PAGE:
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Top Enlisted Advisors Emphasize Quality of Life Issues

  • Published
  • By Sgt. 1st Class Elizabeth Pena,
  • National Guard Bureau

CHARLOTTE, N.C. – Over 500 American Legion members representing thousands of years of military service listened to the highest-ranking senior enlisted leaders discuss the importance of enhancing quality of life to improve operational and personnel readiness. 

“It does not matter what uniform you wear. We are all part of this joint fight,” said Chief Master Sgt. of the Air Force JoAnne S. Bass. “When you look at the challenges we have in the future, our adversaries are not interested in beating the United States Air Force. They are focused on how they can become the world’s dominant power. So it will take a whole-of-government and a whole-of-nation to make sure we can still defend our freedom.”

Moderated by Jason M. Vanderhaden, retired 13th master chief petty officer of the Coast Guard, and hosted by the American Legion, the 90-minute panel drew reps from all 50 states, three U.S. territories, the District of Columbia and overseas Aug. 26. Topics ranged from health and child care to mental health and living conditions, with a spotlight on National Guard and Reserve issues.

Leaders announced an Army child care program focused on the needs of National Guard and Reserve members, who often encounter additional challenges when called in for drill.

“These challenges are especially acute for dual military families or single parents,” said Senior Enlisted Advisor Tony Whitehead, SEA to the chief of the National Guard Bureau. “The program and others like it represent our ongoing commitment to identifying and implementing solutions that improve the quality of life for our service members.”

In response to a question about mental health, the leaders acknowledged widespread shortages in mental health resources. Bass emphasized the critical role that strong, supportive leadership can play in enhancing the mental well-being of service members.

“We might be short mental health providers, but we are not short leaders,” said Bass. “When I talk to our mental health providers, they share that only two need clinical support out of every 10 Airmen who walk into mental health. The other eight simply need to know that somebody cares. We have got to get back to true connection and eyeball-to-eyeball leadership.”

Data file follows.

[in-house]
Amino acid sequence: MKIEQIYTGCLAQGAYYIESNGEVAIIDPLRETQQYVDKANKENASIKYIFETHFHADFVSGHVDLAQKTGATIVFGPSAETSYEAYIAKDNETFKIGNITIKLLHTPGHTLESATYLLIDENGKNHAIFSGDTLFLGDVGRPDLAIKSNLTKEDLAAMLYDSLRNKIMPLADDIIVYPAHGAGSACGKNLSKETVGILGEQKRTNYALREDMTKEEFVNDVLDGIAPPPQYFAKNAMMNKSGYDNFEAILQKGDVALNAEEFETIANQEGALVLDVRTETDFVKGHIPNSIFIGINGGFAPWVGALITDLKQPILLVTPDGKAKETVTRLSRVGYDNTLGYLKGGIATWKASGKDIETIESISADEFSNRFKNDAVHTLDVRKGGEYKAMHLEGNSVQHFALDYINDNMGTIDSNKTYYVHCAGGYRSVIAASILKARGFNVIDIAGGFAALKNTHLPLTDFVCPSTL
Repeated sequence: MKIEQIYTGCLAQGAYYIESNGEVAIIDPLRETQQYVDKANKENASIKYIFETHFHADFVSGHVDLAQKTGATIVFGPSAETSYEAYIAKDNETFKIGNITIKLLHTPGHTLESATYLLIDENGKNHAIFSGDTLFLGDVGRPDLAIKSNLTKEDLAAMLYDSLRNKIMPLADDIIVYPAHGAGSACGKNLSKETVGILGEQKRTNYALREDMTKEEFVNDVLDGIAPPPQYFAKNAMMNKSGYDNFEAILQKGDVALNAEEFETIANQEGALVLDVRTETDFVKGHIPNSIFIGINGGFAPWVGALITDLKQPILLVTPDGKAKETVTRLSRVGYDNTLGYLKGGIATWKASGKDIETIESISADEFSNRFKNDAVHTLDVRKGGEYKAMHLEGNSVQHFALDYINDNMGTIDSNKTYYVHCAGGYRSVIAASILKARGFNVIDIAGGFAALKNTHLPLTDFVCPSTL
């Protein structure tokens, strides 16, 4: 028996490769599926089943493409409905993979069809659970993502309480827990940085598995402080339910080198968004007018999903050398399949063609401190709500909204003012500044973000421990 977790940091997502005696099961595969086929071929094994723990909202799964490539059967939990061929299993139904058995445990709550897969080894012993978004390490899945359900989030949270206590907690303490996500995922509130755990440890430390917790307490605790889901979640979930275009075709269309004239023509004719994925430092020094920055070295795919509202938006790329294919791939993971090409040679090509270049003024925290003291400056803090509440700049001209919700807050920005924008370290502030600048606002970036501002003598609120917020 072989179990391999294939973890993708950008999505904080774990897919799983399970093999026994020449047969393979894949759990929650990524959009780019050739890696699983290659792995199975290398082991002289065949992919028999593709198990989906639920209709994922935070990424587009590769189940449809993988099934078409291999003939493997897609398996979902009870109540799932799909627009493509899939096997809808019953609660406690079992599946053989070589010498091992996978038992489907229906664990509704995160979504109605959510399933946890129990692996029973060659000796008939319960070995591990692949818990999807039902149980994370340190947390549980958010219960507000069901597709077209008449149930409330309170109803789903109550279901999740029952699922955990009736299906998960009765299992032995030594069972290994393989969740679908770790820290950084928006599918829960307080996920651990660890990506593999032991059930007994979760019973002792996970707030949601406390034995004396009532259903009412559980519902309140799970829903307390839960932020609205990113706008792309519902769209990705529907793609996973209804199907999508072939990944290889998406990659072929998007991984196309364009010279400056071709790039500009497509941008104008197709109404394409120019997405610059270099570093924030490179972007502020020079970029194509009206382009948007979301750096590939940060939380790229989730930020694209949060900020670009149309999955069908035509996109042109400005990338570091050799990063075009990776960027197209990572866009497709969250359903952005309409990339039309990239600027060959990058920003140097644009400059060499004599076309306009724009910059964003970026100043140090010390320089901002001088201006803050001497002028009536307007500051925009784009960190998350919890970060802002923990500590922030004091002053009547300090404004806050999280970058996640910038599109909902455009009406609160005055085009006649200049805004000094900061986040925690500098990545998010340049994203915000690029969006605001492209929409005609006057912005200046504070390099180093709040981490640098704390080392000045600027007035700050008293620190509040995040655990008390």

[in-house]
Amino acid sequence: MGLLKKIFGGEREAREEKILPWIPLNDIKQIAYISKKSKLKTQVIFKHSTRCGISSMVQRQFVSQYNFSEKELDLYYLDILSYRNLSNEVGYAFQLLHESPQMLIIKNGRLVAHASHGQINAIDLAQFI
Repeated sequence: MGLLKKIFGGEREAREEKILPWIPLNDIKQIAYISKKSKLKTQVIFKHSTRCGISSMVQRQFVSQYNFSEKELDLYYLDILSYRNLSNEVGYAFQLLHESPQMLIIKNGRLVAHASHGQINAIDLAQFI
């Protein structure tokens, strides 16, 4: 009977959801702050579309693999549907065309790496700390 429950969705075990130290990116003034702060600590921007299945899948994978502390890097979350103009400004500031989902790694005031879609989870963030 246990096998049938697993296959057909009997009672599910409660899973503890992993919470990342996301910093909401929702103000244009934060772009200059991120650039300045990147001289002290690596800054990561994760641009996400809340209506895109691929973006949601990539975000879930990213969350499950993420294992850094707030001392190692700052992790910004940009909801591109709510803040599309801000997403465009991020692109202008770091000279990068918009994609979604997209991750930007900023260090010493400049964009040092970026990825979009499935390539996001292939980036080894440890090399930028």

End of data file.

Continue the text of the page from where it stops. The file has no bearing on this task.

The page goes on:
Command Master Chief Matt R. Harris, senior enlisted advisor to the U.S. Navy vice chief of naval operations, revealed a new program adapted from Navy SEALs and elite athletes to help Sailors manage stress. 

“Our Master Chief Petty Officer of the Navy, James Honea, sent a series of letters out to the mess with his call to action, and (in) one of those (letters), he talked about the importance of and the responsibility of the chief petty officer to be embedded in mental health. To have that embedded connection with their Sailor to know if something is wrong,” Harris said.

U.S. Army Sgt. Maj. Michael Perry, the senior enlisted advisor to the assistant chief of staff, G9, said improving living conditions is a top priority.

“The secretary of the Army has committed $1 billion annually from the Army budget for the next 10 years and allocated both for constructing new barracks and renovating existing, older facilities,” he said. “This significant investment displays the attention that our senior leadership is paying to ensure that no service member lives in substandard conditions.”

Sgt. Maj. of the Marine Corps Carlos Ruiz underscored the importance of quality of life.

“Quality of life — what is that? To you, it is something; to you, it is something different; to everyone, it is something different,” he said. “But what I do know is that it is something constant. The key word is quality — the quality of people — that we must bring in.”

One consistent theme emerged across all military components: Leaders from every service branch take these quality-of-life issues seriously.

“It’s discussions like these that make us more united, informed and prepared to take on the challenges that lie ahead for our military and our nation," Whitehead said. "Thank you to everyone who attended and a special thanks to the American Legion for making this event possible.”